Search Here

Custom Search

Wednesday, May 29, 2013

Boko Haram claims victory over Nigerian Army

The leader of Islamist extremist group Boko
Haram claims in a video obtained by AFP on
Tuesday that Nigerian soldiers have retreated
during an ongoing military offensive and
insurgents have sustained little damage.
The video marks the first public comments from
Boko Haram leader Abubakar Shekau since the
start of a sweeping offensive by the Nigerian
army on May 15 and also includes a call for
foreign Islamists to join the fight in Nigeria.
A video grab made on March 21, 2013 from a
video distributed to reporters by purported
intermediaries of the Islamist group linked to Al-
Qaeda, Boko Haram, shows the suspected leader
of the Nigerian Islamist group linked to Al-Qaeda,
Boko Haram, Imam Abu Muhammad Ibn
Muhammad Abubakar Ash Shekawi, also known
as Abubakar Shekau, at an undisclosed location
in Nigeria. AFP
A video grab made on March 21, 2013 from a
video distributed to reporters by purported
intermediaries of the Islamist group linked to Al-
Qaeda, Boko Haram, shows the suspected leader
of the Nigerian Islamist group linked to Al-Qaeda,
Boko Haram, Imam Abu Muhammad Ibn
Muhammad Abubakar Ash Shekawi, also known
as Abubakar Shekau, at an undisclosed location
in Nigeria. AFP
Shekau's whereabouts cannot be determined in
the video, in which he is shown seated while
dressed in camouflage with a turban, an AK-47 at
his side.
His comments contradict statements from the
military, which has claimed major successes
during the offensive, including the destruction of
Boko Haram camps and dozens of arrests.
It has been impossible to verify the claims of
either side independently, with the military
having cut mobile phone service in much of the
country's northeast and access to remote
locations restricted.
"Since we started this ongoing war which they
call state of emergency … in some instances
soldiers who faced us turned and ran," Shekau
said in the hour-long video.
He claimed Nigerian forces "threw down their
arms in flight."
He called on like-minded Islamists in countries
including Afghanistan, Pakistan and Iraq to join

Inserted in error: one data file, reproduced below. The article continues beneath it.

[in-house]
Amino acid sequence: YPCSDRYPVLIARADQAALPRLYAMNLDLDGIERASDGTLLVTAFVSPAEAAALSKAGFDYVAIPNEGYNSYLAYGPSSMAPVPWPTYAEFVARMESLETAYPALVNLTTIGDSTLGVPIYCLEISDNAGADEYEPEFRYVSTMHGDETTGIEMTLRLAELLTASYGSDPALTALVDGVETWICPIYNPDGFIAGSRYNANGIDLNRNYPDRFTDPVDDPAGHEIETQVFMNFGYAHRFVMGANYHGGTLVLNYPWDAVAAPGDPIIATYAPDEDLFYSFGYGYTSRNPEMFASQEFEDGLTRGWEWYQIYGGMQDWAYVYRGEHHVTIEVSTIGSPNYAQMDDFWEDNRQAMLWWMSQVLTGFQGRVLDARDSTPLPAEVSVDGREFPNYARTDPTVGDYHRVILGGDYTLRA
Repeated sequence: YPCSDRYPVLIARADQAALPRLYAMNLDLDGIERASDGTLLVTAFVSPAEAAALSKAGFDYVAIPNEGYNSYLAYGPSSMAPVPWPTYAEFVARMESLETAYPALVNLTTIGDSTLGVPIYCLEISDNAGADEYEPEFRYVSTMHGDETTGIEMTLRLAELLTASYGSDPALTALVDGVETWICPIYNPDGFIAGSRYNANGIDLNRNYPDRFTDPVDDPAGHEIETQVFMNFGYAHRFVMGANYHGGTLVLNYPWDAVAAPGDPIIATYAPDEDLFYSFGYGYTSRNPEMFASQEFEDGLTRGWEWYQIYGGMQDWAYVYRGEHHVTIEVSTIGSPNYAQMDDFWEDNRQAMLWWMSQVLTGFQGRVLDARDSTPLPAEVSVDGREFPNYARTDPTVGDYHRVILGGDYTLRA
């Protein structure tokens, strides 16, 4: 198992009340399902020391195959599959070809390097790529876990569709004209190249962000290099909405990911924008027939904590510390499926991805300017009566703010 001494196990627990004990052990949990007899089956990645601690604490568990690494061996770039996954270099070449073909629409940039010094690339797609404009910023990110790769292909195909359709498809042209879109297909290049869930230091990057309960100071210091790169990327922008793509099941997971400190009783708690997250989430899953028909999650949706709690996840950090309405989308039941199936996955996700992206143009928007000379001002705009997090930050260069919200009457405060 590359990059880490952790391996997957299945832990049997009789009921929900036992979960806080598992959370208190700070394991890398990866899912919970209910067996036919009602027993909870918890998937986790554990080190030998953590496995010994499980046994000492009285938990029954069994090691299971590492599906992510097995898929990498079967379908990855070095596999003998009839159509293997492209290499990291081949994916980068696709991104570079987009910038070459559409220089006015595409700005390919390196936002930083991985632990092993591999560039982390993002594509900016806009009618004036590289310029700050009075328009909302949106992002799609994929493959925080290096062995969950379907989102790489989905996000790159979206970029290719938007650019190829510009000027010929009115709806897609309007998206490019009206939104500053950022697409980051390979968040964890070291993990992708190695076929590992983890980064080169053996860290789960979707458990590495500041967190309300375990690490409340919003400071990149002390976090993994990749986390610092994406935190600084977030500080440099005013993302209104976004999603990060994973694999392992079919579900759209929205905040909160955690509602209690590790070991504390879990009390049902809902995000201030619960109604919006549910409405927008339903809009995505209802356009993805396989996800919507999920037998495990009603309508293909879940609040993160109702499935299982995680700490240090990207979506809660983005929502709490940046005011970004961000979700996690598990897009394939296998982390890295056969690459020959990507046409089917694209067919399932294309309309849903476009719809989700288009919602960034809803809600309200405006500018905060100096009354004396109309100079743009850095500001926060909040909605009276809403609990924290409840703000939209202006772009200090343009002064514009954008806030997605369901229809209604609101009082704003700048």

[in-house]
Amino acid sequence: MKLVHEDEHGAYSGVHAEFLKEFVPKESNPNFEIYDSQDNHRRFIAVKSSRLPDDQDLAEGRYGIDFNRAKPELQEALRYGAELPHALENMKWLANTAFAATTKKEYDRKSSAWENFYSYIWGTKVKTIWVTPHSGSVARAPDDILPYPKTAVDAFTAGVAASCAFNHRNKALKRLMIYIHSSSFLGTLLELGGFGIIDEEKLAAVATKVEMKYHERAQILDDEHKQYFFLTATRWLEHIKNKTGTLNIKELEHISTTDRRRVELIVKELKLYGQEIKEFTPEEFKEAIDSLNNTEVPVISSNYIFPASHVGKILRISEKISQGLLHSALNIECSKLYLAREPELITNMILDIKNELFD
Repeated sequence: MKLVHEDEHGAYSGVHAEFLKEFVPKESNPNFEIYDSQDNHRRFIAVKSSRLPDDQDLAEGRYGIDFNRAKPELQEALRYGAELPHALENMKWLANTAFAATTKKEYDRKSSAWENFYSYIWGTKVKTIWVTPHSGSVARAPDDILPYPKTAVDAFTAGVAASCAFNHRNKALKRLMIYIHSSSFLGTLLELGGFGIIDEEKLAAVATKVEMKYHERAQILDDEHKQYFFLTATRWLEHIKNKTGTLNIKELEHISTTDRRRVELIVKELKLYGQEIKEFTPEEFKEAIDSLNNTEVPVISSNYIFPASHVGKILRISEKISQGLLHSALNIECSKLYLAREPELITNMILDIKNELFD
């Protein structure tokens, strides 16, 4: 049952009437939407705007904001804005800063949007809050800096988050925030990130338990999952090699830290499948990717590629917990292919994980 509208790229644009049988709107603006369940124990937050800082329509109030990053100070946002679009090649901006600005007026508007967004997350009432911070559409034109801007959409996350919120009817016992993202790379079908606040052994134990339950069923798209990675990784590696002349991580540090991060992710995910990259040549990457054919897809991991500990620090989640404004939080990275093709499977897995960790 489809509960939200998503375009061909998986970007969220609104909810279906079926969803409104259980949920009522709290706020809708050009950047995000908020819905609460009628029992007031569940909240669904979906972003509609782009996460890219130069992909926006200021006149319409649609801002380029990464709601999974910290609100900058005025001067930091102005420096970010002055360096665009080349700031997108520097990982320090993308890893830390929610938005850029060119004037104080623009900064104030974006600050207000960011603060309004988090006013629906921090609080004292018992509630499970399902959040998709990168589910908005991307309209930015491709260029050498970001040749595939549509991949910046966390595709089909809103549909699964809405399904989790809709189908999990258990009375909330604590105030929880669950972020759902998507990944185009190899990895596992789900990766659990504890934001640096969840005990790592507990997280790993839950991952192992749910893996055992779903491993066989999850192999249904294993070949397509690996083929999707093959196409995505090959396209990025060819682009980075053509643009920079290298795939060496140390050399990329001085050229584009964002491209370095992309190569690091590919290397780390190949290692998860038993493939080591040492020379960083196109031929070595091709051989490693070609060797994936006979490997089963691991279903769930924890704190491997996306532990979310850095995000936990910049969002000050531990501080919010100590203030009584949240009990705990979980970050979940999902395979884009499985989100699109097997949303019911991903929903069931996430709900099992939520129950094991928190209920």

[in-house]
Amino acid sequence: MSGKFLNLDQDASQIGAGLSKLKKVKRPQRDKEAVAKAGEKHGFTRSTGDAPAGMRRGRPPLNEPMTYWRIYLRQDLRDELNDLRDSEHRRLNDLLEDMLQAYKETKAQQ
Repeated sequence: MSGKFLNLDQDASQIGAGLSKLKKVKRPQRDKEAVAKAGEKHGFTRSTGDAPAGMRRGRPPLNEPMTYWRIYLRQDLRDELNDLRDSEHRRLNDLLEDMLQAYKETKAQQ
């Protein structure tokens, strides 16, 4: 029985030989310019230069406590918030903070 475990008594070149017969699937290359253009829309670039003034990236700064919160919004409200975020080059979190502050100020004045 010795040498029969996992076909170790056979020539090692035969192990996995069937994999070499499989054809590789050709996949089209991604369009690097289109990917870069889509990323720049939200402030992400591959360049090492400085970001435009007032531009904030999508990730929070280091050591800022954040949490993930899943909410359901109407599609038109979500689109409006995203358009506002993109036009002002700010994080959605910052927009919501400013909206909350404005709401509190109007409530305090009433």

the fight to create an Islamic state in Nigeria.
"We call to us our brethren in these countries I
mentioned. Oh! Our brethren, come to us," he
said in the video, which alternates between
Arabic and the Hausa language spoken across
northern Nigeria.
The video later purports to show vehicles and
weapons seized from Nigerian soldiers.
Shekau, designated a global terrorist by the
United States last year, repeats earlier
statements that Boko Haram "will not stop the
kidnap of your women and children until you set
free our women and children, and our brethren."
He also says Boko Haram's goal is either the
creation of an Islamic state or "martyrdom".
The video was delivered to AFP though an
intermediary in a manner similar to previous
Boko Haram messages. The images of Shekau in
the video are consistent with those previously
released.
Nigeria launched the offensive against Boko
Haram after President Goodluck Jonathan
declared a state of emergency in three states in
the country's northeast, the Islamist insurgents'
stronghold.
Several thousand troops were deployed and
fighter jets hit alleged Boko Haram camps.
On May 20, the military said it had re-established
control in five remote areas of the northeast
where Islamist insurgents had seized territory.
It had also claimed the arrests of 120 suspected
insurgents.
The military's latest statement says 25
insurgents were arrested and three killed during
operations at the weekend, including one
identified as "Abba" included on a most-wanted
list. One soldier was also killed, it said.
"Troops of the special forces have intercepted
messages sent to fleeing insurgents urging them
not to give up but fight to the end," the
statement said.
"The attempt by some of them to heed the call
was foiled during the weekend as they were
trailed to some settlements and towns towards
the border where they plan to regroup."
Last week, the military also said it had freed
three women and six children abducted by Boko
Haram.
Nigeria's government has also pledged to release
certain suspects held in connection with the
insurgency as a peace gesture, including all
women and children.
Boko Haram has waged its insurgency since
2009, with an estimated 3,600 people left dead,
including killings by the security forces.
The group has pushed for the creation of an
Islamic state in Africa's most populous nation and
largest oil producer, though its demands have
repeatedly shifted.
It is believed to include various factions with
differing aims.
Nigeria's military has come under heavy criticism
over its response to Boko Haram, including
allegations of extra-judicial killings, arbitrary
arrests and unlawful detentions.

No comments:

Post a Comment

Kindly Drop your comments to know how you feel, Thanks

Visits

Share

Infolinks